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Eastern Bluebird

by Jacob Crider

The magnificently colored Eastern Bluebird (Sialia sialis) is one of our most abundant songbirds during the winter months here at Creasey Mahan. This member of the Thrush family is slightly smaller than an American Robin and has vibrant blue plumage and a bright orange chest. Female Eastern Bluebirds will have slightly drabber colors and more of a brown-grey head. They are found in open woodlands, savannas, and grasslands throughout the Eastern North America, and live as far south as Nicaragua and Honduras.

Primarily insectivores, Eastern Bluebirds will add fruits and berries to their diet during the winter months to compensate for the scarcity of insects. They are frequently seen hovering low to the ground to catch insects mid-air or foraging for worms and other food items within the leaf litter. Fruiting plants, shrubs and trees such as Pokeweed, Elderberry, Viburnum and Chokecherry are all important parts of their winter diet, as well as providing lookout perches and shelter from predators. These birds nest in small tree cavities (normally created by small woodpeckers) during early spring and will also nest in bird boxes. They often compete for nesting space with other songbirds such as Tree Swallows, House Wrens, and invasive Eurasian House Sparrows. Courtship displays are exciting with males singing and fluttering their wings next to their mate and nest cavity.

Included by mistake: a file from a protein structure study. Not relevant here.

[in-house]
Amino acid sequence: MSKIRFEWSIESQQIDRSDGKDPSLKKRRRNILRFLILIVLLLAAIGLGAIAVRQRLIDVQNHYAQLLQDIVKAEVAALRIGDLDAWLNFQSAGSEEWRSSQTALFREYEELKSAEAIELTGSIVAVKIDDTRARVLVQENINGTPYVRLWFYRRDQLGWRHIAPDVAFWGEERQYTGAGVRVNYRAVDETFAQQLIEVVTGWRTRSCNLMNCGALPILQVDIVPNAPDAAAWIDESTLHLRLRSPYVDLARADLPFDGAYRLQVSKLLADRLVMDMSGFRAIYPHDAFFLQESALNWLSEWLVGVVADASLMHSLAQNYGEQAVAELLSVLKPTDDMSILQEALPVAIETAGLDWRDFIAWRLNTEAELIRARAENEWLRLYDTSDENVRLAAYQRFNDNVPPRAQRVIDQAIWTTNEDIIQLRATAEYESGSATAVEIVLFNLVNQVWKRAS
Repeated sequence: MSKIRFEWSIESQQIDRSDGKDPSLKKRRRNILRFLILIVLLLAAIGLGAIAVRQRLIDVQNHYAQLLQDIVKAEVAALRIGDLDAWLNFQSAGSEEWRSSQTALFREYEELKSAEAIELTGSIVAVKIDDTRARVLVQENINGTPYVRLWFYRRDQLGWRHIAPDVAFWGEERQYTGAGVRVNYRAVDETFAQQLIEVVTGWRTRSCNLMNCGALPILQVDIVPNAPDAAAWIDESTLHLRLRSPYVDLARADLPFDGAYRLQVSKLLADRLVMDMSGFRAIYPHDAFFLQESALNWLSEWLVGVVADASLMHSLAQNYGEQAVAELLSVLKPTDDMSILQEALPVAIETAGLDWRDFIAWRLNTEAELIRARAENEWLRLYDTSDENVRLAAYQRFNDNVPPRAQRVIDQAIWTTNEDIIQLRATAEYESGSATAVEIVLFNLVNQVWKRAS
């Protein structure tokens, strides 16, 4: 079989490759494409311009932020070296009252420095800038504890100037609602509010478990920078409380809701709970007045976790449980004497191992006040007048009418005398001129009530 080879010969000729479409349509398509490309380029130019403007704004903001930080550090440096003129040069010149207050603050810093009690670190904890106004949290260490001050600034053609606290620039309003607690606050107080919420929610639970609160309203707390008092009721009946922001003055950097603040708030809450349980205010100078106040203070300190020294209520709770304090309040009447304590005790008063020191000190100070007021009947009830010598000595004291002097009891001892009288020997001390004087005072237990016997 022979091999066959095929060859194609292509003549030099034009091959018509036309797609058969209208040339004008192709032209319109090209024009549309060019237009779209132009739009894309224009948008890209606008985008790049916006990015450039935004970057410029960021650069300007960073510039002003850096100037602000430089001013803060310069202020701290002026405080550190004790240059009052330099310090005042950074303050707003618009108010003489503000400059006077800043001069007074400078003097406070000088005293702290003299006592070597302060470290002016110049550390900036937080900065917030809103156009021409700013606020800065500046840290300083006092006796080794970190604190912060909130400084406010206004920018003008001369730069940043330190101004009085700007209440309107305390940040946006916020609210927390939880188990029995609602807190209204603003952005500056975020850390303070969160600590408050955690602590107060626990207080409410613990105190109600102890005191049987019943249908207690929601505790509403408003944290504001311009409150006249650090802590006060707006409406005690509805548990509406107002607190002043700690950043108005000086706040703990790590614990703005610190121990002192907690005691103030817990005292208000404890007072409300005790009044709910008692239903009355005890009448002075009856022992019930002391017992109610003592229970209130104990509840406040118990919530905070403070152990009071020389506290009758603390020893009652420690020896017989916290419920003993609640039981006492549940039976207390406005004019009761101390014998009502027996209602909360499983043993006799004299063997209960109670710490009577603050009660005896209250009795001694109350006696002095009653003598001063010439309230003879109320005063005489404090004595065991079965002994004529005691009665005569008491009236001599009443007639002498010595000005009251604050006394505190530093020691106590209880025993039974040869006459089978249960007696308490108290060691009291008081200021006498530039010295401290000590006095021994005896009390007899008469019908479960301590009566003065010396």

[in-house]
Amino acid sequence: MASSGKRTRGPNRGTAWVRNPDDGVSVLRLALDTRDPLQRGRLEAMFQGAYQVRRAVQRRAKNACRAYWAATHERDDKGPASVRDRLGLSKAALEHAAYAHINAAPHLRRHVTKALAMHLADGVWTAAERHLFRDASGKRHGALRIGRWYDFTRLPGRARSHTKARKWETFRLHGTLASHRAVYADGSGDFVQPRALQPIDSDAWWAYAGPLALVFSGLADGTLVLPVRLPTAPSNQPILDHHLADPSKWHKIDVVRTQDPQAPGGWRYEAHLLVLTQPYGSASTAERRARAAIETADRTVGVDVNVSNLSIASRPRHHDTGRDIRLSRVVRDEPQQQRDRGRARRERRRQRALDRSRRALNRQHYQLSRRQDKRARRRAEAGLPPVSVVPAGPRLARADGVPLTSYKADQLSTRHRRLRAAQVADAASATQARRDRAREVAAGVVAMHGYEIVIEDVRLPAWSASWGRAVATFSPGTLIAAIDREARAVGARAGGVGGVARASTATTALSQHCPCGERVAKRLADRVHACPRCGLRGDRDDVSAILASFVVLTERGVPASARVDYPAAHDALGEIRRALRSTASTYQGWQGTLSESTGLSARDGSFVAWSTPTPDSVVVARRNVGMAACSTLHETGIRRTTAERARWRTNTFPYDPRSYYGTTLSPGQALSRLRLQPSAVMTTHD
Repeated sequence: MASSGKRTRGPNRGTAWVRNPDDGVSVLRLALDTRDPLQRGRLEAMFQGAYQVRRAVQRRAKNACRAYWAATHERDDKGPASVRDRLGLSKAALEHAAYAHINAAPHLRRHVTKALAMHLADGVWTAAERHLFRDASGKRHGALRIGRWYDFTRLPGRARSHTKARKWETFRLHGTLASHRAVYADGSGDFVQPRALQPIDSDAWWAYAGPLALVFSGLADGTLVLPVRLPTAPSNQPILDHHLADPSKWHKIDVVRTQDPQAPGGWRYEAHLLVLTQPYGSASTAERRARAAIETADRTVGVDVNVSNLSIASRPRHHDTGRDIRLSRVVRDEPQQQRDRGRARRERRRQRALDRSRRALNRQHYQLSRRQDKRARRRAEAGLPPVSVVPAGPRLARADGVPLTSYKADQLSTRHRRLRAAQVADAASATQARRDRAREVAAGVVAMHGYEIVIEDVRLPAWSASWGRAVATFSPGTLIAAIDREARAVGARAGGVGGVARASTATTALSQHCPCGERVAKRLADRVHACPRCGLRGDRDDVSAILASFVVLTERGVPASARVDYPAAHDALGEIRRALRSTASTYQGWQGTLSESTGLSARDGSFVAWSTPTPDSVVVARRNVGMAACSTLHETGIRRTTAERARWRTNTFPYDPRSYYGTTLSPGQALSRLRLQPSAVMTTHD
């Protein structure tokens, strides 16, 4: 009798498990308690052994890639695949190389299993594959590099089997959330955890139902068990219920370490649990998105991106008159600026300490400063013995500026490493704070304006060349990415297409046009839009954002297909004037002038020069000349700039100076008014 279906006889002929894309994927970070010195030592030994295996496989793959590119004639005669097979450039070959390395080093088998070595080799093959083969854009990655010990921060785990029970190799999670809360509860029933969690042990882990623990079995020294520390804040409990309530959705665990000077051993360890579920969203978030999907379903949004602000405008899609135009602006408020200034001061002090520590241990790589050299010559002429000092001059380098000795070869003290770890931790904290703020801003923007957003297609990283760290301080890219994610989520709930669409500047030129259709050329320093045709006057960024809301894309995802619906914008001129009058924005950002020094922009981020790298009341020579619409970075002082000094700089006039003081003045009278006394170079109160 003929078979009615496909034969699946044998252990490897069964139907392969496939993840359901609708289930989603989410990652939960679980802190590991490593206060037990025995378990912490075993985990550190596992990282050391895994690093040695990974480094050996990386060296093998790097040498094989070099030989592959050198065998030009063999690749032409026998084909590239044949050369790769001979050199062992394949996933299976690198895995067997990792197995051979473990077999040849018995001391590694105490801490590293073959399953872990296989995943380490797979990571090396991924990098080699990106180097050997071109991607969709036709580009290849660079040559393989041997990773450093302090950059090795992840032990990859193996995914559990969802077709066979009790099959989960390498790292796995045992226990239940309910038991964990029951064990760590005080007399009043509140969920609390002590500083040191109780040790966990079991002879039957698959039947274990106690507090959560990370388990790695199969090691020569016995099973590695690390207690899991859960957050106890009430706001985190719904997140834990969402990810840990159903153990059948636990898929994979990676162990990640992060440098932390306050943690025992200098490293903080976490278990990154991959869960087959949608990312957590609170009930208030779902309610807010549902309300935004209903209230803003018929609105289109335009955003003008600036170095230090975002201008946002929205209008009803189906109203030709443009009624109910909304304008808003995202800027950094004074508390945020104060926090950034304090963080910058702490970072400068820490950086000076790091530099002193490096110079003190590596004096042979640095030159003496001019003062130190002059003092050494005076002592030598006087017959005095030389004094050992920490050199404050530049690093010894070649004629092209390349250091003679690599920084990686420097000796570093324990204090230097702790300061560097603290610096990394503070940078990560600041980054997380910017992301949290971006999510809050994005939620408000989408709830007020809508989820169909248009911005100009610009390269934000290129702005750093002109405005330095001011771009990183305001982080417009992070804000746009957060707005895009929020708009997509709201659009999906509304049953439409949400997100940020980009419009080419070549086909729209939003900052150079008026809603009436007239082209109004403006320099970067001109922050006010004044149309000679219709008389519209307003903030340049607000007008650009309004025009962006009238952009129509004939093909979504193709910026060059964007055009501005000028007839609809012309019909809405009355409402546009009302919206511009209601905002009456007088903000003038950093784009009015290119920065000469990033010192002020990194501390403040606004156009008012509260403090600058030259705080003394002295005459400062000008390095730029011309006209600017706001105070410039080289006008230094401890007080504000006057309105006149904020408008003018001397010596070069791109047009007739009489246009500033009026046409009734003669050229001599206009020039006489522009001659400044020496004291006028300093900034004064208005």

Seen at CMNP year-round, the best areas to see Bluebirds are at the Bird Blind, around our Nature Center, Fieldhouse, and Mahan Manor, and along the Kathy Dennis Bluebird Trail dedicated to the wonderful Kathy Dennis who led Bluebird programs here at Creasey Mahan for many years. On the KDBT, birdwatchers and hikers will walk through our savannas and grasslands and to see 27 different Bluebird houses around the preserve.

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